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1994 Plaisir de Merle and Single Malt


bills
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Notes from a dinner and tasting – wine-only fans can stop after the first note as the rest are single malt Scotch.

1994 Plaisir de Merle Cabernet – this South African wine has been drinking well for many years now, yet this bottle seemed tired and old. I popped another cork the next night and it sang like old times, the nose no longer mute and the fruit not largely AWOL. This may be a signal that the early vintages of PdeM are getting long in the tooth or just an off bottle. If anyone else has cellared these wines it might be time to check up on them. I think I’ll open a 1993 this weekend for ‘research’.

The whisky portion of the evening had no specific theme, unlike most of our twice yearly gathering of the faithful – everyone brought a couple of single malts they thought might be interesting to taste. With a total production annually of 3.2 million cases, single malt is in no danger of taking over from blended whisky – Johnny Walker bottles 3.5 million cases of their red label every year!

Lest you think us to be unrepentant tosspots, I would add that each dram is only about ½ ounce. We nose it and taste it straight and then add a few drops of water (we actually use eyedroppers for this given the small aliquot of malt we are tasting) and assess the change wrought by this addition.

First flight:

Strathisla 12, 43% - a spirity sweet fruitcake nose and the heat continued in the mouth – this one needed a fair addition of water to tone down the alcohol. Rated 4th in the flight.

Macallan 12 ‘Elegancia’ 40% - none of us knew much about this one and none of our reference books helped – no doubt a special export bottling, this one bought on vacation in Turkey but also spotted in Germany. Matured in oloroso and fino sherry cask. An odd sour nose, soft and smooth in the mouth but an odd finish that sharpened up. 3rd.

Glenlivet 12 (French oak) 40% - not so hot in the nose, with some nice oak spice, only slightly hot in mouth and didn’t benefit from water (killed the nose), nice caramel flavours, a comforting dram on a snowy day. 2nd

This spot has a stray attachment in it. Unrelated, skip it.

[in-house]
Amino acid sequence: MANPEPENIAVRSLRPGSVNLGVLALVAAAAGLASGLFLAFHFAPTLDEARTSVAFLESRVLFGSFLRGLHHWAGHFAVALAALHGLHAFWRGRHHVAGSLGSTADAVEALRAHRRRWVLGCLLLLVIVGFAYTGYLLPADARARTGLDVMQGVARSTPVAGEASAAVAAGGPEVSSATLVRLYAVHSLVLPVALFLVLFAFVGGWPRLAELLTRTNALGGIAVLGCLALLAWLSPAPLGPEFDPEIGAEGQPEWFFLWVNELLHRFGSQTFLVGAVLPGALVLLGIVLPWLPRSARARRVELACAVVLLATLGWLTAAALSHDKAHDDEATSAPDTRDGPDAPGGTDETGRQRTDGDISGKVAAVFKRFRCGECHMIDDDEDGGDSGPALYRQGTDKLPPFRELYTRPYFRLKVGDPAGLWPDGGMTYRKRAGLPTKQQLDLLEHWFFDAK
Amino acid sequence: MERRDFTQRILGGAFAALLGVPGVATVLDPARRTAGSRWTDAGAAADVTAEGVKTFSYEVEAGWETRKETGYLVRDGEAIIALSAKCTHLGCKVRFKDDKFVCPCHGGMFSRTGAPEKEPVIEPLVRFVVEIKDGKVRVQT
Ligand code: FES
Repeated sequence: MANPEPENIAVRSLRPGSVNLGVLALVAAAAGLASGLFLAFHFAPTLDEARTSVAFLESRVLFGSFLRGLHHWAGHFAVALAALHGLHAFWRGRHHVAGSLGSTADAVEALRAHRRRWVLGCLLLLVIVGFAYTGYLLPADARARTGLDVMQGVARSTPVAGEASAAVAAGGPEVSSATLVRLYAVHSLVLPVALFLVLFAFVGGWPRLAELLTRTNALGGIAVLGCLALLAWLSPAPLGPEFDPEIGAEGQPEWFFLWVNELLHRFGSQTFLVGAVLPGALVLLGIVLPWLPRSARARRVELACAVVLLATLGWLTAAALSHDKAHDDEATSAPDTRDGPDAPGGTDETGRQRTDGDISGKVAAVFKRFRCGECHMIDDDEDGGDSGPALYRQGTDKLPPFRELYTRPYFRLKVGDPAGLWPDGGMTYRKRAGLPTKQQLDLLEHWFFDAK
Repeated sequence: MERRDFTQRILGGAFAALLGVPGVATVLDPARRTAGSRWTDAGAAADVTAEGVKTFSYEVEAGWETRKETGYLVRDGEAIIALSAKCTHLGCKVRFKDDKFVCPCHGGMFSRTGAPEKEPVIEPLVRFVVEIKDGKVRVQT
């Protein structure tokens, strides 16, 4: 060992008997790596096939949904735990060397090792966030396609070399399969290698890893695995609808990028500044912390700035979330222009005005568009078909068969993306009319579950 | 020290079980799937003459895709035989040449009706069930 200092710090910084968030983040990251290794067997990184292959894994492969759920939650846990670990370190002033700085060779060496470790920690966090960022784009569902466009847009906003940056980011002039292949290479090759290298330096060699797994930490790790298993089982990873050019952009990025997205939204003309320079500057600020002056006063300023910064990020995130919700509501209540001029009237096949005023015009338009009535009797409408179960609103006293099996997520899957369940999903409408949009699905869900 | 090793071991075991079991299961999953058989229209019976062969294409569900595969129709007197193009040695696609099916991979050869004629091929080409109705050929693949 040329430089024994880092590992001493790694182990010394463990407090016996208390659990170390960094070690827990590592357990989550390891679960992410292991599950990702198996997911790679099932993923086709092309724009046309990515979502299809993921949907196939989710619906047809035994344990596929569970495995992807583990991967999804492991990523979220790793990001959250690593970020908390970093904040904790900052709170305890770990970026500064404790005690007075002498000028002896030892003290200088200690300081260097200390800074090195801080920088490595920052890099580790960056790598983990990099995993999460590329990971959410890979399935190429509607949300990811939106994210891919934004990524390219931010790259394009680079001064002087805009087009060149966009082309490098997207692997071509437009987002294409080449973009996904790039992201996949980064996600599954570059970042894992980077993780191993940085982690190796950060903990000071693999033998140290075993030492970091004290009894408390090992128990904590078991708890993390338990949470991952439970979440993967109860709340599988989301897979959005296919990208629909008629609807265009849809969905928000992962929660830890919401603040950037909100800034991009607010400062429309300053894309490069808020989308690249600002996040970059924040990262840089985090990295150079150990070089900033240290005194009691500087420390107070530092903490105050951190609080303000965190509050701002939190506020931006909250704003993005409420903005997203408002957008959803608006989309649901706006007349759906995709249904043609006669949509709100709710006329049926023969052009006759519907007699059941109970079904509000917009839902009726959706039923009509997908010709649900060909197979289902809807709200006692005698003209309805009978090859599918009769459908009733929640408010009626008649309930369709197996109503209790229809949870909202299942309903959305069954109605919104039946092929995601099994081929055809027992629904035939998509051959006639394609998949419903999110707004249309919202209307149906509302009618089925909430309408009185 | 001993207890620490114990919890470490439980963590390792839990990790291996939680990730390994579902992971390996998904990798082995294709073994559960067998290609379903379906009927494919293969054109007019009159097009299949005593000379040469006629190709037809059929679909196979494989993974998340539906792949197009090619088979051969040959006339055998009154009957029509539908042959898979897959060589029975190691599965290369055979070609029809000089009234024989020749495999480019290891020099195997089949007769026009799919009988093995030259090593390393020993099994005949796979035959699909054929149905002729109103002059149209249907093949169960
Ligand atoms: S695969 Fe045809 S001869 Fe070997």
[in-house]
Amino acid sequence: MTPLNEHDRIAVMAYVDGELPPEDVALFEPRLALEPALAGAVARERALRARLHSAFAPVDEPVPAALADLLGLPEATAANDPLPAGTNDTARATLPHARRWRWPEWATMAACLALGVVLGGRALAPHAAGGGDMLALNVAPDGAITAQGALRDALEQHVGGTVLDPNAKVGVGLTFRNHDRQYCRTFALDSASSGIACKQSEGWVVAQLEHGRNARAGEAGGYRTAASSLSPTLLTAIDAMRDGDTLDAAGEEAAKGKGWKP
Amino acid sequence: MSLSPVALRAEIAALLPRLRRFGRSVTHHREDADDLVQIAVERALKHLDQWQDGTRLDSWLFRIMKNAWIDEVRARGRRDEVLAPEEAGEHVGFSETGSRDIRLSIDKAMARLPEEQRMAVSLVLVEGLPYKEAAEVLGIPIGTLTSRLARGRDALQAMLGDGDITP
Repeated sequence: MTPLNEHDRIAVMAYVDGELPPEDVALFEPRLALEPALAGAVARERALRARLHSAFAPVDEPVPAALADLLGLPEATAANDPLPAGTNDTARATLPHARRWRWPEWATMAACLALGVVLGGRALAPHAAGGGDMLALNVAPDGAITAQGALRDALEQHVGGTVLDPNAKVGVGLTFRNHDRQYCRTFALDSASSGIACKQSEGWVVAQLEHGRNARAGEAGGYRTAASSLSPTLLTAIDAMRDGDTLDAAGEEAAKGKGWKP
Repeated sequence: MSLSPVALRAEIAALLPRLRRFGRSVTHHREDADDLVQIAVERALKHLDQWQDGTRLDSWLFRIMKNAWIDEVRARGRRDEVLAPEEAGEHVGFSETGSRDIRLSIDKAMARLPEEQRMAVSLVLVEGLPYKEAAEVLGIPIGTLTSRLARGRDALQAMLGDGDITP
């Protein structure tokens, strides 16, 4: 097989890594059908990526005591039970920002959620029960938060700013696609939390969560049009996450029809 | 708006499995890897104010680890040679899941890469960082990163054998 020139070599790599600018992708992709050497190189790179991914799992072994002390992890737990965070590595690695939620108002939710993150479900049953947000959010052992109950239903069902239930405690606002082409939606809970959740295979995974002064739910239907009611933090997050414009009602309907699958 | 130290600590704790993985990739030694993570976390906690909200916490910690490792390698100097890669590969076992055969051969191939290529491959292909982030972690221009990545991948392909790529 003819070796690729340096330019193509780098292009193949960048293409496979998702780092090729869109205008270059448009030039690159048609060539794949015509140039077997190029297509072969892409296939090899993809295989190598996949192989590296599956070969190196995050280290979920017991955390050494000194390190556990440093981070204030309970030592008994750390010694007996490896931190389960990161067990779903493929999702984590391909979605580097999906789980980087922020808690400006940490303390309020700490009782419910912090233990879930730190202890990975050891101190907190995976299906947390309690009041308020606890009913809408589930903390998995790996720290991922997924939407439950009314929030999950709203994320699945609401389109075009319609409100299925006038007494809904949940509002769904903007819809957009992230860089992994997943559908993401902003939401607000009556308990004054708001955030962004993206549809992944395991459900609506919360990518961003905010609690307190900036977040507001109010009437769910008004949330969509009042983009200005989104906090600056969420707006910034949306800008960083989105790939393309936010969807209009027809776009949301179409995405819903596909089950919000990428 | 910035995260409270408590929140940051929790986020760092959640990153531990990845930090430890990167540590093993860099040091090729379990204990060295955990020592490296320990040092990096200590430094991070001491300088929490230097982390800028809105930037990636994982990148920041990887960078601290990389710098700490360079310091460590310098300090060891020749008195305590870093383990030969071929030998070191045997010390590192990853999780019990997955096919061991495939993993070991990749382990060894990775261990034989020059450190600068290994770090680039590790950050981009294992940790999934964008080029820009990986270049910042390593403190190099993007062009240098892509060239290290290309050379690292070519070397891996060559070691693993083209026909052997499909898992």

Glen Garioch 15 43% - minty nose and a tarry treacle finish made this one a stand-out, wood smoke in the nose and a bit of peat on palate.. Very nice and 1st in the flight. Pronounced Glen ‘Geery’, by the way.

Second Flight:

Bruichladdich ‘The Links’ 14 46% - part of a trio of special bottlings featuring golf courses, (in this case the 18th green at Royal Troon), this had a slightly hot grassy nose, and was quite hot in the mouth with an odd candied aftertaste. Water smoothed it a bit. Unusual in that it has no colouring added – a pale Scotch and 3rd in this group.

Scapa 14 40% - I can’t recall offhand if this is the only malt made in Orkney, but in any case a bit of a rarity. Banana apple nose, sweet and smooth on palate with a hint of pineapple at the end. Interesting malt that doesn’t really come across like the fruit salad I’ve described.

Bruichladdich 15 46% - more of the seaside in this nose, and rich big flavours in the mouth, complex. Best with no water, and much better than the 14. Best of flight.

Flight 3

Bowmore 17 43% - I am a big fan of this distillery and this one was no disappointment. Caramel, seaweed, smoke and grass all featured in the nose, with a floral element in the background. Integrated on palate with good length. The nose on this really opened up with water. An after dinner sort of malt.

Lagavulin 16 43% - nose like a sherry barrel, very smooth and tasty in the mouth. This excellent malt needs no water added.

Lagavulin 12 57.8% - this cask strength bottling was a special release and quite hard to find. It had a smoke and elastoplast nose, very hot, with an oily overlay. There was a smoky taste (a bit unusual), and water was needed to cut the heat, but it muted the nose, so this one was a bit of a quandary as to which way you preferred it.

Ratings on this flight? More difficult as we were into the sort of malts that you either love or hate. I would be happy sitting in front of a fire with any of them, but the Lagavulin 16 was especially good in a more conventional sort of way, while the Special 12 was such a wild beast that I went right out the next day and bought the last bottle extant to add to my collection!

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Sounds like you have all the fun in vancouver Bill. :)

The Elegancia 12(which is new for Mac, it was always vintage dated before), is my daily pour.

I always have a litre or two in the cabinet.

Cheers, Steve

slowfood/slowwine

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